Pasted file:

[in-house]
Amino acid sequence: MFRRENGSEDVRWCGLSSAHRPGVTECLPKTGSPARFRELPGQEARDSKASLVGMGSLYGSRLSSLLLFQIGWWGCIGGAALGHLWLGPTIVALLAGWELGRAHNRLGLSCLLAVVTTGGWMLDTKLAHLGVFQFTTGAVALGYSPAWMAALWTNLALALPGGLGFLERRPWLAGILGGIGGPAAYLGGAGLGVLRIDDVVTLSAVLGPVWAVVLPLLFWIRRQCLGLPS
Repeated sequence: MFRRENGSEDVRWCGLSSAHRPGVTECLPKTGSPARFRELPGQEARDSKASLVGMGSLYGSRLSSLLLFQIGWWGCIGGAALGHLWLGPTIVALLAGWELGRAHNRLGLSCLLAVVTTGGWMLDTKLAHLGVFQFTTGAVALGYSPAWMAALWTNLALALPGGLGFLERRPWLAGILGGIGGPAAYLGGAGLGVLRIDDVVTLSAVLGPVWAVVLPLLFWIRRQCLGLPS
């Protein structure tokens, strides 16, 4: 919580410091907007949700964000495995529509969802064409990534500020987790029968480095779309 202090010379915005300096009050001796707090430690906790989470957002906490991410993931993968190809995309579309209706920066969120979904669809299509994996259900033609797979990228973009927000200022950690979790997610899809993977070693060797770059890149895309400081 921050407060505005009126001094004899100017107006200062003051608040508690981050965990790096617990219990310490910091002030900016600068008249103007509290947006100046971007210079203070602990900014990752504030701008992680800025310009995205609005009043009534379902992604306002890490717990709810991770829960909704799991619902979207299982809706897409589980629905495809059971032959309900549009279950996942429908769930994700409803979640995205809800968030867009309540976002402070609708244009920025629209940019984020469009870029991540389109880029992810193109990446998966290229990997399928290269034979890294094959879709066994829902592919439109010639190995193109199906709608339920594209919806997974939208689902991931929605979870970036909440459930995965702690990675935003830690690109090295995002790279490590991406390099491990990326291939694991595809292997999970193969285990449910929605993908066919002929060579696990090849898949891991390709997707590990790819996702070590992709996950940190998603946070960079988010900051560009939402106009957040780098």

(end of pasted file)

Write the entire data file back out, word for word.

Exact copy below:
[in-house]
Amino acid sequence: MFRRENGSEDVRWCGLSSAHRPGVTECLPKTGSPARFRELPGQEARDSKASLVGMGSLYGSRLSSLLLFQIGWWGCIGGAALGHLWLGPTIVALLAGWELGRAHNRLGLSCLLAVVTTGGWMLDTKLAHLGVFQFTTGAVALGYSPAWMAALWTNLALALPGGLGFLERRPWLAGILGGIGGPAAYLGGAGLGVLRIDDVVTLSAVLGPVWAVVLPLLFWIRRQCLGLPS
Repeated sequence: MFRRENGSEDVRWCGLSSAHRPGVTECLPKTGSPARFRELPGQEARDSKASLVGMGSLYGSRLSSLLLFQIGWWGCIGGAALGHLWLGPTIVALLAGWELGRAHNRLGLSCLLAVVTTGGWMLDTKLAHLGVFQFTTGAVALGYSPAWMAALWTNLALALPGGLGFLERRPWLAGILGGIGGPAAYLGGAGLGVLRIDDVVTLSAVLGPVWAVVLPLLFWIRRQCLGLPS
């Protein structure tokens, strides 16, 4: 919580410091907007949700964000495995529509969802064409990534500020987790029968480095779309 202090010379915005300096009050001796707090430690906790989470957002906490991410993931993968190809995309579309209706920066969120979904669809299509994996259900033609797979990228973009927000200022950690979790997610899809993977070693060797770059890149895309400081 921050407060505005009126001094004899100017107006200062003051608040508690981050965990790096617990219990310490910091002030900016600068008249103007509290947006100046971007210079203070602990900014990752504030701008992680800025310009995205609005009043009534379902992604306002890490717990709810991770829960909704799991619902979207299982809706897409589980629905495809059971032959309900549009279950996942429908769930994700409803979640995205809800968030867009309540976002402070609708244009920025629209940019984020469009870029991540389109880029992810193109990446998966290229990997399928290269034979890294094959879709066994829902592919439109010639190995193109199906709608339920594209919806997974939208689902991931929605979870970036909440459930995965702690990675935003830690690109090295995002790279490590991406390099491990990326291939694991595809292997999970193969285990449910929605993908066919002929060579696990090849898949891991390709997707590990790819996702070590992709996950940190998603946070960079988010900051560009939402106009957040780098």